Cancer Research has said it is ‘sorry’ farmers may reconsider their future support for the charity after it launched a ‘Veg Pledge’ campaign, which urges people to go meat-free this November.
Michelle Mitchell, the group’s chief executive, said the monthlong fundraising initiative could help participants discover new foods and recipes, but there was ‘no guarantee’ people’s diets would become healthier by going vegetarian or vegan.
Her comments were made in response to a letter from TFA boss George Dunn, who wrote to the charity in October to complain about the ‘ill-judged’, ‘inappropriate’ and ‘damaging’ campaign.
His letter read: “I know of many farmers who are regular supporters of your charity, either through direct donations or through the many fundraising events which occur throughout the farming community.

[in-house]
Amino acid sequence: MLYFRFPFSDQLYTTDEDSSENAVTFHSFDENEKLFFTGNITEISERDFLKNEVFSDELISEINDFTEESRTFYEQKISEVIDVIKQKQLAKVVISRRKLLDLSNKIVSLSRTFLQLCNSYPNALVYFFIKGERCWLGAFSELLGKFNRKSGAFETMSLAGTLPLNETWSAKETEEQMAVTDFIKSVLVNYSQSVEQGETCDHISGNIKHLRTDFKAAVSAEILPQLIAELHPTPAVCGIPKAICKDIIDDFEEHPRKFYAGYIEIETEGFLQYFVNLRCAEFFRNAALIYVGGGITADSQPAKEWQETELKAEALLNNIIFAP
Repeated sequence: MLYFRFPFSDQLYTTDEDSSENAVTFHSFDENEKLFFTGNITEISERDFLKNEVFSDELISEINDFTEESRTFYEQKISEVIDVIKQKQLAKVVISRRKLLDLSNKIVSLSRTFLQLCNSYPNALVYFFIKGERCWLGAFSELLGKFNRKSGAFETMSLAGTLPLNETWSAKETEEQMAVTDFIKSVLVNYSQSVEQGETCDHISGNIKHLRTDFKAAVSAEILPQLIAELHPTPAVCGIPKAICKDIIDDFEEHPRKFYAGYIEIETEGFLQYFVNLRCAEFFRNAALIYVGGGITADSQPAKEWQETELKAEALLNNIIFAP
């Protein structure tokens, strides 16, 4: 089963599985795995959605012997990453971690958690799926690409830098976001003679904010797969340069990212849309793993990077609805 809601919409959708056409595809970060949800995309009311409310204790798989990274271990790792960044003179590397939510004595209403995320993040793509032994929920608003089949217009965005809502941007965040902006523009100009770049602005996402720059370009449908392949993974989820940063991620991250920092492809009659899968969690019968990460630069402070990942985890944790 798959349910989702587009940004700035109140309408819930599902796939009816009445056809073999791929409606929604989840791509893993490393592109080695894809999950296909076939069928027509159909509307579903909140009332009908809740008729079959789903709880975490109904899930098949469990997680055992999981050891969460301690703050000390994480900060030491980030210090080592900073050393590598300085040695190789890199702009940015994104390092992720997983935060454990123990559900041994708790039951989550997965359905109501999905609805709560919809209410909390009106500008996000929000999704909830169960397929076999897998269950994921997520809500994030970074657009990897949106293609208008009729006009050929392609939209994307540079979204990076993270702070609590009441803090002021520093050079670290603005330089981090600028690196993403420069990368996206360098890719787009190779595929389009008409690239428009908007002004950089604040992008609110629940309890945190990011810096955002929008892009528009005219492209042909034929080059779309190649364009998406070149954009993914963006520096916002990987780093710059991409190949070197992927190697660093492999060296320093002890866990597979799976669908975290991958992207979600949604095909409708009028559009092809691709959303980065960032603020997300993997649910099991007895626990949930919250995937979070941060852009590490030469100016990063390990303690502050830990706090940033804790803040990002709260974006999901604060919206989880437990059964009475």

“However, sadly, many of those farmers will be thinking twice about their future support for the charity following the announcement of your Veg Pledge.
“I can only imagine your campaign has been designed to capitalise on the current anti-meat and dairy bandwagon which seems to be growing stronger on the back of illinformed commentary and spurious claims.”
In her reply, Ms Mitchell said Cancer Research’s health advice to reduce cancer risk had not changed and recommends people eat sources of protein such as fresh chicken, but cutting down on processed and red meat.
“I am sorry some [members] may now be considering whether they can continue with the support they provide to us,” she added.
“This is naturally disappointing and concerning.”
She also promised to use the TFA’s feedback to consider changes to future fundraising campaigns.